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Brookings Trade Forum 2005 (2005) 35-60

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Service Offshoring:

Threats and Opportunities

University of Toronto
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When asked to provide a framework piece on offshoring, I decided it would be much easier to have the work done by an Indian consulting firm. A quick bit of research turned up a perfect corporate partner. Not surprisingly, the company has a London-based front end—it is a fact of the industry that many customers prefer to work through a Western intermediary. The company quoted the job at $63,000, no taxes. That's about one-tenth of what an American management consulting firm would charge, but still too rich for my academic salary. So you are stuck with me.

The experience taught me two things. First, you can outsource abroad just about anything, from which I conclude that all of our jobs are threatened. Second, the big money in offshore outsourcing goes to the OECD business analysts who help customers communicate their needs to business process outsourcers in low-cost countries. I conclude from this that offshoring brings remarkable opportunities to us all. Therein lies the paradox of offshoring: it is both a threat and an opportunity.

In considering international offshoring, two trends scream out for our attention. The first is the rise of China as the world's manufacturer. Surprisingly, many American firms have yet to wake up to this sea change in their sourcing possibilities. Better information about the strategic offshoring options available to American firms is desperately needed. Aside from this, the rise of China's [End Page 35] manufacturing sector poses no new public policy issues. All the familiar arguments hold. On the one hand, international trade is disruptive for workers and firms engaged in import-competing industries. On the other hand, international trade provides the benefits of lower prices to consumers and offers new opportunities for producers (both workers and firms) to expand into foreign markets. In aggregate, the benefits outweigh the costs. What remains for policymakers is the crucial task of ensuring that we generously care for our most disadvantaged, since these unskilled workers are the ones who will bear the brunt of the Chinese offshoring onslaught.

The second extraordinary development in international trade has been the rapid growth of traded services involving innovative, technology-intensive processes and employing high-paid white-collar workers. In the past it was unheard of for low-cost countries such as India to be exporting high-value-added services. Now it is common to find Indian software programmers customizing sophisticated software applications for businesses worldwide. This development fundamentally alters the way we must think about innovation-based corporate strategy and public policies that affect the flexibility of the white-collar labor market.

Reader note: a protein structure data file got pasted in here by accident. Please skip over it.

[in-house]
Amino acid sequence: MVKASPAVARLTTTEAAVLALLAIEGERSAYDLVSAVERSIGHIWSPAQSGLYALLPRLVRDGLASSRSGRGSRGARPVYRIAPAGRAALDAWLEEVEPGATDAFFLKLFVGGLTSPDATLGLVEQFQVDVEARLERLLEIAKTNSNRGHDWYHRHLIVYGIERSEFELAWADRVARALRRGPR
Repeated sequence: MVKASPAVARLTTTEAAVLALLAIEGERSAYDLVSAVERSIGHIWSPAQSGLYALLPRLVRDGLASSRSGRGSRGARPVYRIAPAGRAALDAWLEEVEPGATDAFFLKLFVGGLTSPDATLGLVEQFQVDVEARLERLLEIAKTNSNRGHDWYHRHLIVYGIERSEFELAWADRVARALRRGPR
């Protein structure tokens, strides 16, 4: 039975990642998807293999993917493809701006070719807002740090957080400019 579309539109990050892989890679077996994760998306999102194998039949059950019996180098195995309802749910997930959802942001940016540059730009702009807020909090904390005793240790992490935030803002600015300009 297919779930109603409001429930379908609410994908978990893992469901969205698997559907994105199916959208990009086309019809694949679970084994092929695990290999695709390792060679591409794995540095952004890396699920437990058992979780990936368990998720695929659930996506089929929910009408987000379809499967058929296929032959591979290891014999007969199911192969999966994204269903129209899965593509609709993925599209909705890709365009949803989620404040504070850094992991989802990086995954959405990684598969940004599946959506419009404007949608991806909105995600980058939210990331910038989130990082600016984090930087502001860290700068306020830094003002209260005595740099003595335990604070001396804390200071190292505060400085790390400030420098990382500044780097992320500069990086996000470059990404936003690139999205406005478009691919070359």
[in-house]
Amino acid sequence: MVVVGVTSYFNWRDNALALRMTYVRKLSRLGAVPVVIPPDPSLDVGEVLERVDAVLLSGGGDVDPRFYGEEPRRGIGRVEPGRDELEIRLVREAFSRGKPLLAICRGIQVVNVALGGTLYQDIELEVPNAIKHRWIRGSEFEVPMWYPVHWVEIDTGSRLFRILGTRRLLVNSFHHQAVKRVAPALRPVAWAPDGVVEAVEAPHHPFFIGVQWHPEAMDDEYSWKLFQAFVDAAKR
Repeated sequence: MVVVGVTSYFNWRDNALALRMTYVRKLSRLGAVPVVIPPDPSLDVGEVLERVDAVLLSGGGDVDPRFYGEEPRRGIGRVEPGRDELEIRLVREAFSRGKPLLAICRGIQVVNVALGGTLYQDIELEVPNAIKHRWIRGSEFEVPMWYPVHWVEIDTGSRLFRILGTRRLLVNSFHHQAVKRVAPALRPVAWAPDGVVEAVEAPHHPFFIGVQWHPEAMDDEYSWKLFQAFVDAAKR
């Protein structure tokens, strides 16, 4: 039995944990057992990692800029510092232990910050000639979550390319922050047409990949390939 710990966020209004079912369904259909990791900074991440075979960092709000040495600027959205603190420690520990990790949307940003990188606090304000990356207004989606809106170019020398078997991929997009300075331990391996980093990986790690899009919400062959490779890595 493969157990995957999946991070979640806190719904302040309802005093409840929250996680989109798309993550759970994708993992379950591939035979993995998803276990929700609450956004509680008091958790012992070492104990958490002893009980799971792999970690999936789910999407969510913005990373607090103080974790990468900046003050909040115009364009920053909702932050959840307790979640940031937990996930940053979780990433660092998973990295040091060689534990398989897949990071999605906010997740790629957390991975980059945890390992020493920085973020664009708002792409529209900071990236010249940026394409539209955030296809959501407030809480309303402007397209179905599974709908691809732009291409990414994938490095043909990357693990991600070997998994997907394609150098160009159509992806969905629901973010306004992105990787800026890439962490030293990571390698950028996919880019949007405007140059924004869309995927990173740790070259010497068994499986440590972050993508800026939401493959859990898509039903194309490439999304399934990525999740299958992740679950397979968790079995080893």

The United States faces a choice. It can insulate itself from the global competitive pressures that come with offshoring to low-cost countries. Such policies will protect firms and workers in the short run. However, there is at least some weak evidence that protectionism retards growth.1 In addition, insulating policies will likely encourage foreign countries to deny us market access. Considering that the United States is a major supplier of traded services to the rest of the world, insular policies are about as useful as a blow-dryer in an igloo.

Alternatively, the United States can pursue domestic framework policies that promote the competitiveness of U.S. firms and workers. These framework policies would encourage productivity-enhancing investments both by individuals (for example, in human capital) and by firms (for example, in R&D and advanced technologies). The building blocks for globally competitive American firms are domestic policies that encourage continual investments in upgrading and innovation by individuals and firms. When it comes to the U.S. public policy response to offshoring, my best advice is: think globally, invest locally.

Finally, let's not forget about compassion. The American government must be prepared to generously help its most disadvantaged, for they are at greatest risk from the downside of offshoring. [End Page 36]

What Is Offshoring?

There is no universal definition of offshoring, and one task of...


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pp. 35-60
Launched on MUSE
Open Access
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Archived 2012
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